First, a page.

SDB 07.37.11:12 original Sanskrit: {{Blockquote| }}

SDB 07.37.13:14 original Sanskrit: {{Blockquote| }}

Disciples of Swami Vijnanananda translation: {{Blockquote|text=Now hear attentively about the Para Bhakti that I am now describing to you. He who hears always My Glories and recites My Name and Whose mind dwells always, like the incessant flow of oil, in Me who is the receptacle of all auspicious qualities and Gunas.|source=Canto 07, Chapter 37, Verse 11:12 }}

{{Blockquote|text=But he has not the least trace of any desire to get the fruits of his Karma; yea he does not want Samipya, Sarsti, Sayujya, and Salokya and other forms of liberations! He becomes filled with devotion for Me alone worships Me only; knows nothing higher than to serve Me and he does not want final liberation even.|source=Canto 07, Chapter 37, Verse 13:14}}


  • Devi Gita - The Song of The Goddess translated by C. Mackenzie Brown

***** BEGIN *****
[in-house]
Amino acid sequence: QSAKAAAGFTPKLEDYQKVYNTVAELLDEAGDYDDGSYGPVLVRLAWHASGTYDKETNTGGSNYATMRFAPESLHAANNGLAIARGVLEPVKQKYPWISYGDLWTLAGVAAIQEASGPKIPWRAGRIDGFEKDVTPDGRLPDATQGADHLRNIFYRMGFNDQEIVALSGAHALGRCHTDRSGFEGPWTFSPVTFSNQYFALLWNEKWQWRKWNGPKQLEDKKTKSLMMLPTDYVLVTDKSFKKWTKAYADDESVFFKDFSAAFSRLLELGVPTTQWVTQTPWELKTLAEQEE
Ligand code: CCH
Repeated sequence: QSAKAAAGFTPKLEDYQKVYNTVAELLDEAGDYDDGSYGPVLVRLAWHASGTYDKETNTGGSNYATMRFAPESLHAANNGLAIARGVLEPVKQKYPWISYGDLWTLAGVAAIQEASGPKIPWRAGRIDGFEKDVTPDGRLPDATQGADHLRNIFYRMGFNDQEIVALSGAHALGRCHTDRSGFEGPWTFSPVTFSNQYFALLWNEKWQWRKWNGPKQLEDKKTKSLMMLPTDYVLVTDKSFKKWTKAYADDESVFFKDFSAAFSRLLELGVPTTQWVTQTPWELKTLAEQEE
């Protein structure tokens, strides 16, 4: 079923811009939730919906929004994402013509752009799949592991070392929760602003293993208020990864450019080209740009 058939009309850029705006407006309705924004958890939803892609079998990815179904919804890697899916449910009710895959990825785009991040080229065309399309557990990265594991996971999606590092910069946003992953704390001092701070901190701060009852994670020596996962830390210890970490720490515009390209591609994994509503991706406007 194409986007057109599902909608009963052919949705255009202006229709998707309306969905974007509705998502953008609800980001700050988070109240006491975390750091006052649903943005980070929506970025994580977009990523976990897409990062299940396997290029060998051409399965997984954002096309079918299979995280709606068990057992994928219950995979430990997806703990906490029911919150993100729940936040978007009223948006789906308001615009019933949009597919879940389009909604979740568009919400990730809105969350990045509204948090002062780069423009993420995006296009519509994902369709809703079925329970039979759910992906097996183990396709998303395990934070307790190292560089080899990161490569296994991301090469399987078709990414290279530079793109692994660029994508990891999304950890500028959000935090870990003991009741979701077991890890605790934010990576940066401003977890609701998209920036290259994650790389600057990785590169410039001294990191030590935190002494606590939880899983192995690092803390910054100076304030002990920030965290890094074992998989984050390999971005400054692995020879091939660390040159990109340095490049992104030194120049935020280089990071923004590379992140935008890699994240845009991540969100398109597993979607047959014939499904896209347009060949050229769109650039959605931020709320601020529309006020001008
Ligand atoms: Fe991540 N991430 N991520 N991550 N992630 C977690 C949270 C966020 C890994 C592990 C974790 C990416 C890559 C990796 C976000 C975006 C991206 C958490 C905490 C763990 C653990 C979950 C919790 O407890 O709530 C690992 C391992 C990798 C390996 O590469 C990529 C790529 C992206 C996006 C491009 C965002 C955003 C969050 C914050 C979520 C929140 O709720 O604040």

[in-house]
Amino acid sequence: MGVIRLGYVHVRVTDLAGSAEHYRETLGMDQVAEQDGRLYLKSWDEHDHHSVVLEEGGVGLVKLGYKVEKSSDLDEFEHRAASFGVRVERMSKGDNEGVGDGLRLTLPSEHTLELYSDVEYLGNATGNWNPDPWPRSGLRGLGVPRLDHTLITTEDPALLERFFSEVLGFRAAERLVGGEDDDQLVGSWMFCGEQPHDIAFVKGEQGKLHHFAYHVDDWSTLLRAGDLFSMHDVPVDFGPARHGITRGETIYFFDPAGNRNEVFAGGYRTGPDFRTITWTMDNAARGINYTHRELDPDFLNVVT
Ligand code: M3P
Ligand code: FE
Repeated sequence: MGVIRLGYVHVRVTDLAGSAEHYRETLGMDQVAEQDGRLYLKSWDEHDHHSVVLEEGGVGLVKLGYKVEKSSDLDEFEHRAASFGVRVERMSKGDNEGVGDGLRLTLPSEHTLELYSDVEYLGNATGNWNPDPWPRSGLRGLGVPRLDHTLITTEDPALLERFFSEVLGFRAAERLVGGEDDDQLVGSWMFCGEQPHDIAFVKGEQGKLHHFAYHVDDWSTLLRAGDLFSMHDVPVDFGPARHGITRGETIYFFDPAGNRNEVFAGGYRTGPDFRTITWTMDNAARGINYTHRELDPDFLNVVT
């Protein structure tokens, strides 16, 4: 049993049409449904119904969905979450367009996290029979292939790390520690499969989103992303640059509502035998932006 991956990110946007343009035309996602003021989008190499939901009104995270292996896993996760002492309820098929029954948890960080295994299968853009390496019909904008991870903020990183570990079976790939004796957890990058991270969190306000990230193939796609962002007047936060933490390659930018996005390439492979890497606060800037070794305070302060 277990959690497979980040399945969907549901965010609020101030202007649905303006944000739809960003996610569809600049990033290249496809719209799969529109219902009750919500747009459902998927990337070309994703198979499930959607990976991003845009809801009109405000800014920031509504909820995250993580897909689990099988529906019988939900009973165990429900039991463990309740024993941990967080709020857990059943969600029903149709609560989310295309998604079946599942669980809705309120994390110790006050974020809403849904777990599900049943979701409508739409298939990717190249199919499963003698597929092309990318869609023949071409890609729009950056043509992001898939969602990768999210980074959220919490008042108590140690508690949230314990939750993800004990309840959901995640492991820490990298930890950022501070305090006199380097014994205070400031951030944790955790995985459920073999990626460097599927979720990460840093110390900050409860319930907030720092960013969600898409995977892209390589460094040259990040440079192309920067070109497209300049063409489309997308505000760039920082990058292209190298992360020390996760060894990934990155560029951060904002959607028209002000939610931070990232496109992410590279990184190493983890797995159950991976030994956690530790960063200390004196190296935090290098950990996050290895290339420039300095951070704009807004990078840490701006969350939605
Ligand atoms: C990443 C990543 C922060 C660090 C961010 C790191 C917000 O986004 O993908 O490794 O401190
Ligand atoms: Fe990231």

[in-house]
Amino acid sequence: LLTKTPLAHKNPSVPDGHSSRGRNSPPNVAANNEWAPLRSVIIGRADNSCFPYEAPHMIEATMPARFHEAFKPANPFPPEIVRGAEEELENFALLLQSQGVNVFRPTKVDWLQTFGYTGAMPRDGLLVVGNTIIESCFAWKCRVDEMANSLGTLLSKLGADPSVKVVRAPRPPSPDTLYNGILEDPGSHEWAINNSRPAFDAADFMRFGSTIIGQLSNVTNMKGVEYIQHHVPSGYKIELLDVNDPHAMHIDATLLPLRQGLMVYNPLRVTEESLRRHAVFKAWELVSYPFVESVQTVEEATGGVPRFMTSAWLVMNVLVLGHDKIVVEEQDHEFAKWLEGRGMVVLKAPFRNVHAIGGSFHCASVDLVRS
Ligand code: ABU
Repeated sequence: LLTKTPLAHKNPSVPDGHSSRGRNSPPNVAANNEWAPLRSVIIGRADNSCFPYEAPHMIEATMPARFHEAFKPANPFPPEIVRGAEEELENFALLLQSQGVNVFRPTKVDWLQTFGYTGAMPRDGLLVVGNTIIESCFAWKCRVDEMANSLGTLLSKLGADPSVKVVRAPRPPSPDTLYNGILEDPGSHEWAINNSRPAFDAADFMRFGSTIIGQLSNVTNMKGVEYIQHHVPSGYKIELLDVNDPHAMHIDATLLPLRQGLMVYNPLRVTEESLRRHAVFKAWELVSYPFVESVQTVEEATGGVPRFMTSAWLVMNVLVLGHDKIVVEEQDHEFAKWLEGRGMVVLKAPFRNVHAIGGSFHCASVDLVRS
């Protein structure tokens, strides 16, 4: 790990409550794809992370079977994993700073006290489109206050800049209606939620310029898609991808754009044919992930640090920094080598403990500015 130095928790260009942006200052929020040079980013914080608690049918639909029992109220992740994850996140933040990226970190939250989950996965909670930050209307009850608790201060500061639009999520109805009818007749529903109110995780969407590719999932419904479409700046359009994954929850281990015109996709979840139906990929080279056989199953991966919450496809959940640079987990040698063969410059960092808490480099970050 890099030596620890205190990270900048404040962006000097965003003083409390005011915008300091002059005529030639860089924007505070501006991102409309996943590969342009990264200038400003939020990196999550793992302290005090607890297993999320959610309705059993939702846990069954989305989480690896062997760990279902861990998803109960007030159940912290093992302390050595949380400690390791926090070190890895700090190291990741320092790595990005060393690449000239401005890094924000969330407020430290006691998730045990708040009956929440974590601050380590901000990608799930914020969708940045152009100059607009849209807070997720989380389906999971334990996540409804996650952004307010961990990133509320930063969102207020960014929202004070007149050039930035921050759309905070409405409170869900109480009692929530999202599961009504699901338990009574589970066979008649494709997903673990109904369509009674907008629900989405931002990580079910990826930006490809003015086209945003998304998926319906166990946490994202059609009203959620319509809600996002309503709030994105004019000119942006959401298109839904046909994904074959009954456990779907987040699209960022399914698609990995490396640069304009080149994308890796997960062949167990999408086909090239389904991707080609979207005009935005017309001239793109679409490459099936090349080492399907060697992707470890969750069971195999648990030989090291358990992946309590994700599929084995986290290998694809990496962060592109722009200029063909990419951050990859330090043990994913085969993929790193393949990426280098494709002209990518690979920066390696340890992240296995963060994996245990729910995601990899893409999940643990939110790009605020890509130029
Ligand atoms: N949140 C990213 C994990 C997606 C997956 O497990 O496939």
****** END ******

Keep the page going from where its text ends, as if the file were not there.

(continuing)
• Devi Gita translated by swami Satyananda Saraswati
  • Sri Devi Gita translated by Ramamurthy Natarajan There are several separate translations of Devi Gita.

Vedic Literature

Devi Bhagavatam mentioned number of Vedic mantras connected with observance. In eleventh canto describes certain rites, also Devi is identified with Yajurveda and Rudra. In the ninth canto mentioned various phase powers of Devi. Dhyana stotras of Lakshmi and Svaha are adopted from Samaveda. Use of Rudrakshas mentioned in ninth canto is supported by the Sruti.